Matthew Arnold’s “Dover Beach” is a poem set near Dover, along the southeast coast of England, where Arnold and his new wife spent their honeymoon in 1851. It is believed that the poet wrote the early draft of “Dover Beach” while here, overlooking the English Channel toward the coast of France, about twenty-six miles away. Arnold and his wife are often considered the models for the speaker and listener in the poem, although any young man and woman could represent the two figures in the tale, caught in a moment of their early lives.
“Dover Beach” is most often classified as a dramatic monologue, a poetic form that Alfred, Lord Tennyson, and especially Robert Browning, found extremely attractive. The monologue, or poem spoken by a single voice, is made dramatic by the presence of a silent audience of one or more listeners, whose responses may be indicated by the speaker, or persona. In this way the poet may be empowered to express views using another person’s voice, as William Shakespeare is known for doing.
This strategy may have been particularly attractive to Arnold, for the views of his speaker are diametrically opposed to his own education and upbringing. Matthew was six years old when he was moved into the Rugby School after his clergyman father Thomas Arnold became its headmaster, or principal. As headmaster, Thomas Arnold gained a reputation for educational reform, based on his commitment to the high seriousness of making students aware of the moral as well as the social issues that would make them responsible citizens.
“Dover Beach” has often been read as a kind of seismological record of the shock waves in traditional religion brought about by the New Science in the mid-nineteenth century. The geology of Charles Lyell and others was forcing Europeans and Americans to rethink how life began on the planet. Lyell’s discoveries of fossils dating back more than one million years were making it increasingly difficult to accept the traditional notion in the book of Genesis that the world is the work of a creator a mere six or seven thousand years ago. By 1851, when “Dover Beach” was probably written, Charles Darwin, Alfred Russell Wallace, and other scientists had already theorized the essentials of evolution, but it would take Darwin another eight years to publish his findings. Even then, Darwin published On the Origin of Species by Means of Natural Selection (1859) only at the urging of his friends, who warned him that others would publish first if he did not set aside his concerns for the devastating moral and spiritual consequences of challenging the traditional story of how life began. It is probably no coincidence that Arnold himself postponed the publication of “Dover Beach” until 1867.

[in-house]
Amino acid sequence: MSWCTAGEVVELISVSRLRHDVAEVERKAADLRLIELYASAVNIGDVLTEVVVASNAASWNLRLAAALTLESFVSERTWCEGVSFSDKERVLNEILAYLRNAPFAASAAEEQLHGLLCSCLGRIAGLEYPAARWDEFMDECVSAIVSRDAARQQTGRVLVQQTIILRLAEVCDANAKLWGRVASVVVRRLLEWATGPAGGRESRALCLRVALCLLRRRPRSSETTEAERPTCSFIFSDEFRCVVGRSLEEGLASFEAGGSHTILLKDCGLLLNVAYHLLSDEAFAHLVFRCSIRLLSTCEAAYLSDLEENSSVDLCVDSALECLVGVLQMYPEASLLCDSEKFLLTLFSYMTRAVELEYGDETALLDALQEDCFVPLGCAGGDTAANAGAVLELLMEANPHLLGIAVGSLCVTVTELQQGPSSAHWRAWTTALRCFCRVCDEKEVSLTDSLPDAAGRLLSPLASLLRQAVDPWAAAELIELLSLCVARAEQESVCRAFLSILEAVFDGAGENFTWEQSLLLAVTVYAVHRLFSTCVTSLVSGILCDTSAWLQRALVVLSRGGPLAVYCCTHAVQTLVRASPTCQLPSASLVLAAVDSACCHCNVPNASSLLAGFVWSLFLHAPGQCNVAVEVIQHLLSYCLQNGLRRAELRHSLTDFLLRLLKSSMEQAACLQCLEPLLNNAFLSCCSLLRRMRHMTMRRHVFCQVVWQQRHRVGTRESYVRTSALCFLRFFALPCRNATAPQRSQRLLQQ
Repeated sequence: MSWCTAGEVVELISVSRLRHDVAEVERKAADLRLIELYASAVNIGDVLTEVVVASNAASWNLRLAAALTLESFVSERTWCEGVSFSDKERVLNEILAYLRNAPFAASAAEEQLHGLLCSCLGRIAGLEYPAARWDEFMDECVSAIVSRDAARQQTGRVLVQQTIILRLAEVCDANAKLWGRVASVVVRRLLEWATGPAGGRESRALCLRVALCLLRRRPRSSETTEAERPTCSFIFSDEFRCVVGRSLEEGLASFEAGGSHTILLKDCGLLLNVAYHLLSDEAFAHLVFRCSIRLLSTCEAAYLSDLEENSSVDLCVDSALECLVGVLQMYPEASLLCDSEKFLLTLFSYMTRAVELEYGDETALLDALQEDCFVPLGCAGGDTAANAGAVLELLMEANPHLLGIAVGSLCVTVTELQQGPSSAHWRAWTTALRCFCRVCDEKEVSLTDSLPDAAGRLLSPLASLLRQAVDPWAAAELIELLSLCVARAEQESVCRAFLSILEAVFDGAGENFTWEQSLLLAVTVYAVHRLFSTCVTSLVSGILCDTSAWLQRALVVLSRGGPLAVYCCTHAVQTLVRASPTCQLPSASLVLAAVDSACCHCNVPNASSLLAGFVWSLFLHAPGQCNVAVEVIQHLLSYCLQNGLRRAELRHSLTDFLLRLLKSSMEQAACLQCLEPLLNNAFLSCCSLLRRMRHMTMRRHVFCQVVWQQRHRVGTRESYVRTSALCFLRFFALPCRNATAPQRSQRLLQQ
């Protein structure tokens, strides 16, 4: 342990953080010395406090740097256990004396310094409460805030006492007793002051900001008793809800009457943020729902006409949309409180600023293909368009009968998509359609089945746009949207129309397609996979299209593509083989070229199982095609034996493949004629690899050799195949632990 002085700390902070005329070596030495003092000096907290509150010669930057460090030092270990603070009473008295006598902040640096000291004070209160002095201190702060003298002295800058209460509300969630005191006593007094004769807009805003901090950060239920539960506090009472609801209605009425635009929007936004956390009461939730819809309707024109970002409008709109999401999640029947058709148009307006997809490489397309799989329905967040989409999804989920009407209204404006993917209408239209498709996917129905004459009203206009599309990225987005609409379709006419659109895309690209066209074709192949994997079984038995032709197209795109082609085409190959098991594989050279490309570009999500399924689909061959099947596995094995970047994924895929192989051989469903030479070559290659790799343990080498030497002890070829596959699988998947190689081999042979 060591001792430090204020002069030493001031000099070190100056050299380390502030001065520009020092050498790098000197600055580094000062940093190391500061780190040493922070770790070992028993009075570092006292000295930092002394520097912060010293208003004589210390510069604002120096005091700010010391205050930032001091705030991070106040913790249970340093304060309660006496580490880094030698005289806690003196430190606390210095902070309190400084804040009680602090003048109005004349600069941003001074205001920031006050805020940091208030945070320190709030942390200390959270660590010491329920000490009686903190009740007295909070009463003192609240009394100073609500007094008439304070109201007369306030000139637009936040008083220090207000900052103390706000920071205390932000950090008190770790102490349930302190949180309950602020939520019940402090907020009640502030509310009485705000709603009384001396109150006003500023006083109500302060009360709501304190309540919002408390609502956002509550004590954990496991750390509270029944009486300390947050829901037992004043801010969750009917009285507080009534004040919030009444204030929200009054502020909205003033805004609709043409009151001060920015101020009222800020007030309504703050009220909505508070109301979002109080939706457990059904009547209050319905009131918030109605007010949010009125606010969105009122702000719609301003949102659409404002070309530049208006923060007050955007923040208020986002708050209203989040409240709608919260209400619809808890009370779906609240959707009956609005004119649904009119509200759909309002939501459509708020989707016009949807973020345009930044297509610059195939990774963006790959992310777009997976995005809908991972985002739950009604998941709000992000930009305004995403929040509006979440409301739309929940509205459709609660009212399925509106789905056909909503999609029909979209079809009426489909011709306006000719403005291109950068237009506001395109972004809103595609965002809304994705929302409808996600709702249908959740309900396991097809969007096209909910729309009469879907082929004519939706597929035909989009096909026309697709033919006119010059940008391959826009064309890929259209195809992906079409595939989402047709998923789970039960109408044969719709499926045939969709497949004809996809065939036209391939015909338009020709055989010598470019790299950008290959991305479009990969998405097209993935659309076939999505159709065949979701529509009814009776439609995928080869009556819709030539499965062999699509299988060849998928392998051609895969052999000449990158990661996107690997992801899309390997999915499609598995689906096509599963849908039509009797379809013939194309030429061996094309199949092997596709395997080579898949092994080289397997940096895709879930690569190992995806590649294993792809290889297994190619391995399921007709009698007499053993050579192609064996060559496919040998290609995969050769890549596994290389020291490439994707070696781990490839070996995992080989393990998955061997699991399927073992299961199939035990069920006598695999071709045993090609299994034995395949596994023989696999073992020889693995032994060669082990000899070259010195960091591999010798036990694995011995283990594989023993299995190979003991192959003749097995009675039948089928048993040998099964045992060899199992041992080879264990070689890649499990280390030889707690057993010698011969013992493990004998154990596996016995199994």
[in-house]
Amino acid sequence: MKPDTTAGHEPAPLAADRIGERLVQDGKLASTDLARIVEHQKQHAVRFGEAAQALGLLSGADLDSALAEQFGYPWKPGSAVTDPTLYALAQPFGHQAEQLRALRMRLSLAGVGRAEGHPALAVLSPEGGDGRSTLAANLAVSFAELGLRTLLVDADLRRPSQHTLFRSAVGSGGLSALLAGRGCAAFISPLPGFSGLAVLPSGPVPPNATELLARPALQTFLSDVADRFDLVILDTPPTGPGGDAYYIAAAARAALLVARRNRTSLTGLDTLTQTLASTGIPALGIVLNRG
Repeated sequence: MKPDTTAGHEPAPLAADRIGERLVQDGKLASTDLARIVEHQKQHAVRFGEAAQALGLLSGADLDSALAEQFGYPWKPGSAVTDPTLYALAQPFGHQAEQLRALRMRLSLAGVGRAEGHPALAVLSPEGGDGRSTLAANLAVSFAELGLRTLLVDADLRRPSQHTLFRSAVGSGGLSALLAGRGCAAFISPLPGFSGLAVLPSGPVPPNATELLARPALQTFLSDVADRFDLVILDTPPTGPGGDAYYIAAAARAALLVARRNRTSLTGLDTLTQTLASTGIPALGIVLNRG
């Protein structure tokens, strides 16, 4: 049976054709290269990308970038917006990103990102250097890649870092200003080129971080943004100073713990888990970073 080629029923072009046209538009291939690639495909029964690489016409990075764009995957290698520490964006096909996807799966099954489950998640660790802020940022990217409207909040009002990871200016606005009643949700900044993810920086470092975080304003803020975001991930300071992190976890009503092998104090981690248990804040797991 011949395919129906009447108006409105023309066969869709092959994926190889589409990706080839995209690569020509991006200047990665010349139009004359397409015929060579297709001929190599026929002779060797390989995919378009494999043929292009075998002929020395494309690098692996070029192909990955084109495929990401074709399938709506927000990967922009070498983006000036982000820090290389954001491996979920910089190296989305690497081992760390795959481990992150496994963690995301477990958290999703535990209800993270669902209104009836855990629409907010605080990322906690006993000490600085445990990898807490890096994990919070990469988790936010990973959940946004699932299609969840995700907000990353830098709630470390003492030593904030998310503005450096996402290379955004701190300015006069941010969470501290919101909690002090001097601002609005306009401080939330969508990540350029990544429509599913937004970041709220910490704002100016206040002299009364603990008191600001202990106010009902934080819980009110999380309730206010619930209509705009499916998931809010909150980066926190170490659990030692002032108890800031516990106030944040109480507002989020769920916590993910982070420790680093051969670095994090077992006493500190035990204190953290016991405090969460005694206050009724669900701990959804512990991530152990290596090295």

The poem begins with a naturalistic scene, clearly within the Romantic tradition established by William Wordsworth. Like Wordsworth, Arnold understands the elegance and power of simple language: “The sea is calm tonight./ The tide is full, the moon lies fair/ Upon the straits.” As often noted, the first stanza contains fourteen lines and the second and third stanzas have six and eight lines, respectively, suggesting the sonnet form, but without its more complicated meter and rhyme systems. From its initial visual images, the first stanza and the subsequent two stanzas move toward the dominance of auditory images. The shift is justified by the obviously limited opportunity to see, even with moonlight, but also by the strong impact of the waves breaking on the beach. By the first stanza’s end, the persona, or speaker, has established the poem’s central metaphor of the waves’ “tremulous cadence slow” to represent an “eternal note of sadness.” Additionally, a mere five lines into the poem, the voice has introduced a listener in the scene—telling the reader to “Come to the window”—setting up a tension: Who is the listener? What will be the effect of the melancholy poetic statement on that listener?